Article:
Many meta-analyses have recently reported the prognostic significance of the GNRI in a variety of solid tumors (3135). A recent meta-analysis including 3,981 patients showed that the pretreatment GNRI was significantly associated with prognosis in patients with esophageal cancer, and a lower GNRI predicted a worse survival rate (32). Another meta-analysis indicated that patients with lung cancer with a lower pretreatment GNRI had inferior prognoses on the basis of data from 2,012 patients (36). Zhao et al. reported in their meta-analysis that the GNRI at baseline could be an independent predictor of poor survival outcomes in patients with colorectal cancer (31). In this meta-analysis, we observed a significant prognostic role of GNRI in GC, which was in line with the findings for other types of cancer, suggesting the general prognostic impact of GNRI on solid tumors.

This meta-analysis had some limitations. First, all the included studies had a retrospective design. Therefore, a selection bias may exist. Second, all the included studies were conducted in East Asia, although we did not restrict the geographical regions of the eligible studies. However, the publication language of all the studies was English. This may be due to Japan's efforts to prevent and treat gastric cancer (3739). Third, the cutoff values of the GNRI ranged from 92 to 98, which may have introduced heterogeneity in this meta-analysis. Fourth, the heterogeneity exists and is significant in several analysis groups, including in OS, pathological stage, and lymph node metastasis (Tables 2, 3). To address this, we used a random effects model in these groups. Thus, large multicenter prospective trials are needed to validate the prognostic role of the GNRI in patients with GC.

In summary, our meta-analysis identified that the pretreatment GNRI level was a significant prognostic factor for patients with GC. A low GNRI is associated with worse OS and inferior CSS in patients with GC.

Data availability statement

The original contributions presented in the study are included in the article/Supplementary Material, further inquiries can be directed to the corresponding author.

Author contributions

LH contributions, data collection, drafting, and critical revision of the manuscript. YL and LQ contributions, drafting and critical revision of the manuscript. LH, YL, and FZ contributions, study design and conception, drafting, and critical revision of the manuscript. All authors revised and checked the final manuscript. All authors contributed to the article and approved the submitted version.

Funding

This work was supported by the Jilin Provincial Medical and Health Talents Special Project (Grant No. JLSWSRCZX2021-113).

Conflict of interest

The authors declare that the research was conducted in the absence of any commercial or financial relationships that could be construed as a potential conflict of interest.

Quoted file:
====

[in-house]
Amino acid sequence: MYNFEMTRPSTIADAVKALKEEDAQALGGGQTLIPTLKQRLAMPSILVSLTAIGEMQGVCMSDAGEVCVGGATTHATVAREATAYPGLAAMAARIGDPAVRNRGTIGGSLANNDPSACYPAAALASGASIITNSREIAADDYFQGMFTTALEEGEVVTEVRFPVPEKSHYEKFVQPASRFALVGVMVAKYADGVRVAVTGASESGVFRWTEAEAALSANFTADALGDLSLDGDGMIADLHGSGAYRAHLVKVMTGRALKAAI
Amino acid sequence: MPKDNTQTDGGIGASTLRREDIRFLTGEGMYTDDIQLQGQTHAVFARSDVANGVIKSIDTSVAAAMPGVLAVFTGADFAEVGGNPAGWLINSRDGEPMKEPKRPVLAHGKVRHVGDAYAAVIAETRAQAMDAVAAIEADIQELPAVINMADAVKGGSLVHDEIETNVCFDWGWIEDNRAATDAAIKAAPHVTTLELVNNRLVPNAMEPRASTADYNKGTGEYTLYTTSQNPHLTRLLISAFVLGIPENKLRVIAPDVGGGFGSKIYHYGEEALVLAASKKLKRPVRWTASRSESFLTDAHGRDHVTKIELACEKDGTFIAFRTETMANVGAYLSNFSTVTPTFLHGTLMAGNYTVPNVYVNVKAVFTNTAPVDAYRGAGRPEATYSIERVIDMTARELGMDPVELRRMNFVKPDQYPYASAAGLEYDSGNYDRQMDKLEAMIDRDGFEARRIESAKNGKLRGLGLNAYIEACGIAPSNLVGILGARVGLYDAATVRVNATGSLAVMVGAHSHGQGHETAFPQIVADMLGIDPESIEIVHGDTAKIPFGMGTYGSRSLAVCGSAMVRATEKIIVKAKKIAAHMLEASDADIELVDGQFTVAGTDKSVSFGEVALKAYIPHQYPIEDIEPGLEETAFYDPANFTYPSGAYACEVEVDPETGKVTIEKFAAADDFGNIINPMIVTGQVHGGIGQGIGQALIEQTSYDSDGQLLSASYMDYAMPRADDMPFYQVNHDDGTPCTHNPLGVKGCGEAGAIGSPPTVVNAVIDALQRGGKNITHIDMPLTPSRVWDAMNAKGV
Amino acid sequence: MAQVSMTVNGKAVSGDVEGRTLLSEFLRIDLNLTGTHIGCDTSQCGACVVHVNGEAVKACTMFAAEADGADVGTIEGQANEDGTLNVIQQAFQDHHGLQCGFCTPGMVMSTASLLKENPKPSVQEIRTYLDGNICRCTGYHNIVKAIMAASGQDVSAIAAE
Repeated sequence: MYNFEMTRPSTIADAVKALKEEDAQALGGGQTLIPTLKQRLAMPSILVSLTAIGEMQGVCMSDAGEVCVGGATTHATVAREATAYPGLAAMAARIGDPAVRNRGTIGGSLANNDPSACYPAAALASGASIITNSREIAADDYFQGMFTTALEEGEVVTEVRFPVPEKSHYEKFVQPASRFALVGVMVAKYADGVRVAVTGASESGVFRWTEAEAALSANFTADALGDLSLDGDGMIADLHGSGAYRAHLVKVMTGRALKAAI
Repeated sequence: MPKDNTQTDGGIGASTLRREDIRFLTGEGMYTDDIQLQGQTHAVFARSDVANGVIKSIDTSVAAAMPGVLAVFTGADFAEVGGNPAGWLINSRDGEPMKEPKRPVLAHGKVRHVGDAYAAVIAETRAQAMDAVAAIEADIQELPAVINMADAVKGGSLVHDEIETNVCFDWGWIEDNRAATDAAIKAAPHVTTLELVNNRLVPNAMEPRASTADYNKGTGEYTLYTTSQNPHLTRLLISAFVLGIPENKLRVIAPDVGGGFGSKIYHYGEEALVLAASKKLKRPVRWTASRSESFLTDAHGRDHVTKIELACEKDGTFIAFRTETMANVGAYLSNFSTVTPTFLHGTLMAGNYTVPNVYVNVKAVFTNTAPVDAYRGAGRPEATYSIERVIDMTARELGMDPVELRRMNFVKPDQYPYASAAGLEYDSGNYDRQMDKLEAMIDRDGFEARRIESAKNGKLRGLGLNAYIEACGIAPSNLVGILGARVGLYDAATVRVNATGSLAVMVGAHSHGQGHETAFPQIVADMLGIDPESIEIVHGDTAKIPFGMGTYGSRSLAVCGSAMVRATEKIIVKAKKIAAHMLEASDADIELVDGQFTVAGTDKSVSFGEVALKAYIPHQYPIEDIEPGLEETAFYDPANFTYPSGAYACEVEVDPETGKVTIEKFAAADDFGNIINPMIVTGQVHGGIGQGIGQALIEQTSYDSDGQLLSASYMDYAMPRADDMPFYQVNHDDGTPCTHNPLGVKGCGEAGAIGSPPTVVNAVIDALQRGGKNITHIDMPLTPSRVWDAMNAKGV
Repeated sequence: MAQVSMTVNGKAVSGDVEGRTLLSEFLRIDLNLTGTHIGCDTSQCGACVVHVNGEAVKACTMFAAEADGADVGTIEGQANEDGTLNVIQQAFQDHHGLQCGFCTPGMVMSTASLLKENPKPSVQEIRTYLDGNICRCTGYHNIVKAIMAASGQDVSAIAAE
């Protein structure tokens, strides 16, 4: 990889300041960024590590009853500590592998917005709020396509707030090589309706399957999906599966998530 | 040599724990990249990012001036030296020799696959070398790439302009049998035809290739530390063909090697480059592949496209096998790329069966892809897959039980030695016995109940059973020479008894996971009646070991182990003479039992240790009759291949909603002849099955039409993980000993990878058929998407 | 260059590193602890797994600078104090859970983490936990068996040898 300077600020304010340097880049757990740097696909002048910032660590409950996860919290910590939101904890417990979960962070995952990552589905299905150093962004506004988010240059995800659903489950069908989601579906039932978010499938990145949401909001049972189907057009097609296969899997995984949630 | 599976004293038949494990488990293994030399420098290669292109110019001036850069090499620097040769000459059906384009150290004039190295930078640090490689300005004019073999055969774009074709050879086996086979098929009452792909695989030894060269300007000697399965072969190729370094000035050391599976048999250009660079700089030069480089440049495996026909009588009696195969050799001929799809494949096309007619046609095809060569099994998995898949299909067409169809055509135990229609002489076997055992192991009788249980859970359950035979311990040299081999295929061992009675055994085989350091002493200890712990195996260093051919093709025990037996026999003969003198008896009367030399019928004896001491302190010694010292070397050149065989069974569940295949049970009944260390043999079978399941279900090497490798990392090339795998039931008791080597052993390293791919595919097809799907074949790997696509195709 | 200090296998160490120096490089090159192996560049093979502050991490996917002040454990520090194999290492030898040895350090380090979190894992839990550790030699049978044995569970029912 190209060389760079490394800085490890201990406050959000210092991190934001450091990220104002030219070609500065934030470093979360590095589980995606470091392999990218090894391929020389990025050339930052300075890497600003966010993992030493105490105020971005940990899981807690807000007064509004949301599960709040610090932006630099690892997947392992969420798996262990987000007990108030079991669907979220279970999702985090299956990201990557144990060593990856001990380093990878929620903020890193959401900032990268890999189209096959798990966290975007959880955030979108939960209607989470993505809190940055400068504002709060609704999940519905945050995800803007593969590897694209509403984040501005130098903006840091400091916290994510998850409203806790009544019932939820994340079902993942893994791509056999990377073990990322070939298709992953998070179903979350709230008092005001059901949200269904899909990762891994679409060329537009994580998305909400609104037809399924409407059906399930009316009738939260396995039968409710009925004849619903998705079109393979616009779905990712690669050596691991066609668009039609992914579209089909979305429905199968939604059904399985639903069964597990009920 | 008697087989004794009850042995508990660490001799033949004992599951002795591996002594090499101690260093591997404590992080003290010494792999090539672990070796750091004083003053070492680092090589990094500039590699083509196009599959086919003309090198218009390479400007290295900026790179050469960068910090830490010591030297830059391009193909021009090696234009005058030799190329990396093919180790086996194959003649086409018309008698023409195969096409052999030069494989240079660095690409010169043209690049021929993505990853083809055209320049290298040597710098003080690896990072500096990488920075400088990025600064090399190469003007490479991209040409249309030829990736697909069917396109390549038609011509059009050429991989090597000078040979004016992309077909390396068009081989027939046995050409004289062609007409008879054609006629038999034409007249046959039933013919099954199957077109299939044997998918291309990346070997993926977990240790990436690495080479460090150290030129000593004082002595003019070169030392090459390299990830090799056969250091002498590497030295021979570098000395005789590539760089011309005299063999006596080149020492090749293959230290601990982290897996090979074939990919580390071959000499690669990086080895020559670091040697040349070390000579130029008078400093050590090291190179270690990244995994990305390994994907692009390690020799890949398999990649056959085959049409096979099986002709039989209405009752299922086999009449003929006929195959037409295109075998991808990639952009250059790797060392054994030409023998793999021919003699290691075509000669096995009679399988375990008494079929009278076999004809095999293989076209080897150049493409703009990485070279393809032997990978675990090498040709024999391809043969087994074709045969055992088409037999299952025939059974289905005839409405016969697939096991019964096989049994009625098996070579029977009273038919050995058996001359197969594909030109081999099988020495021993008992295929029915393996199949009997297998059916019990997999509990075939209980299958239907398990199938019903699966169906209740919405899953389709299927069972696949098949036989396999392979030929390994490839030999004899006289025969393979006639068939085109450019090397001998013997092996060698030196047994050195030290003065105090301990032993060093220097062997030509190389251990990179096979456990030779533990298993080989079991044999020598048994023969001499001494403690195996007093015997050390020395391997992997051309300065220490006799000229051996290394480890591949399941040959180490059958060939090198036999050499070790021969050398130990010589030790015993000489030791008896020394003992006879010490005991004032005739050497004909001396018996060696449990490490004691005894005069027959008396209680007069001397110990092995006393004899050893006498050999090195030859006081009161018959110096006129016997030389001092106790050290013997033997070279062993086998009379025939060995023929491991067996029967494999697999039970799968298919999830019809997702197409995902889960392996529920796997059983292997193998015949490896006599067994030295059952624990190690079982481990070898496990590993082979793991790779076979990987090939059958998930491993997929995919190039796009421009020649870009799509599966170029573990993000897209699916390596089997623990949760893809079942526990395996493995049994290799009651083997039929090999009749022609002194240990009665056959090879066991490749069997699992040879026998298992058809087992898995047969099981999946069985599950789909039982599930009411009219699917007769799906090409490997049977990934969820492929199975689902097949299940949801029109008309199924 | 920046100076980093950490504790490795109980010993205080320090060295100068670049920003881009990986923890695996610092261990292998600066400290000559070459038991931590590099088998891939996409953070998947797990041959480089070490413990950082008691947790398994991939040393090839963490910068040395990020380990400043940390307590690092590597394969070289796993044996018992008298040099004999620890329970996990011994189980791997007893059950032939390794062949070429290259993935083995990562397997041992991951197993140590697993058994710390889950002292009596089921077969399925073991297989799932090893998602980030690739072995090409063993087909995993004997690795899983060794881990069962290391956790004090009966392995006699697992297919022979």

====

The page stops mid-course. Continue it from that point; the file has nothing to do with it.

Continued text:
Publisher's note

All claims expressed in this article are solely those of the authors and do not necessarily represent those of their affiliated organizations, or those of the publisher, the editors and the reviewers. Any product that may be evaluated in this article, or claim that may be made by its manufacturer, is not guaranteed or endorsed by the publisher.

Supplementary material

The Supplementary Material for this article can be found online at: https://www.frontiersin.org/articles/10.3389/fsurg.2022.1087298/full#supplementary-material.

Supplementary Table S1
The Prisma

Abbreviations

GNRI, geriatric nutritional risk index; GC, gastric cancer; CI, confidence interval; OR, odds ratio; PRISMA, preferred reporting items for systematic reviews and meta-analyses; PICO, population-intervention-control-outcome; HR, hazard ratio; OS, overall survival; CSS, cancer-specific survival; NOS, Newcastle-Ottawa Scale; ESD, endoscopic submucosal dissection

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Keywords: gastric cancer, prognosis, meta-analysis, risk factors, geriatric nutritional risk index

Citation: He L, Li Y, Qu L and Zhang F (2023) Prognostic and clinicopathological value of the geriatric nutritional risk index in gastric cancer: A meta-analysis of 5,834 patients. Front. Surg. 9:1087298. doi: 10.3389/fsurg.2022.1087298

Received: 2 November 2022; Accepted: 22 November 2022;
Published: 6 January 2023.

Edited by:

Andras Papp, University of Pecs, Hungary

Reviewed by:

Lajos Szakó, University of Pécs, Hungary
Qianyi Wan, Sichuan University, China

© 2023 He, Li, Qu and Zhang. This is an open-access article distributed under the terms of the Creative Commons Attribution License (CC BY). The use, distribution or reproduction in other forums is permitted, provided the original author(s) and the copyright owner(s) are credited and that the original publication in this journal is cited, in accordance with accepted academic practice. No use, distribution or reproduction is permitted which does not comply with these terms.

*Correspondence: Fan Zhang zhang_fan@jlu.edu.cn

These authors have contributed equally to this work and share first authorship

Specialty Section: This article was submitted to Surgical Oncology, a section of the journal Frontiers in Surgery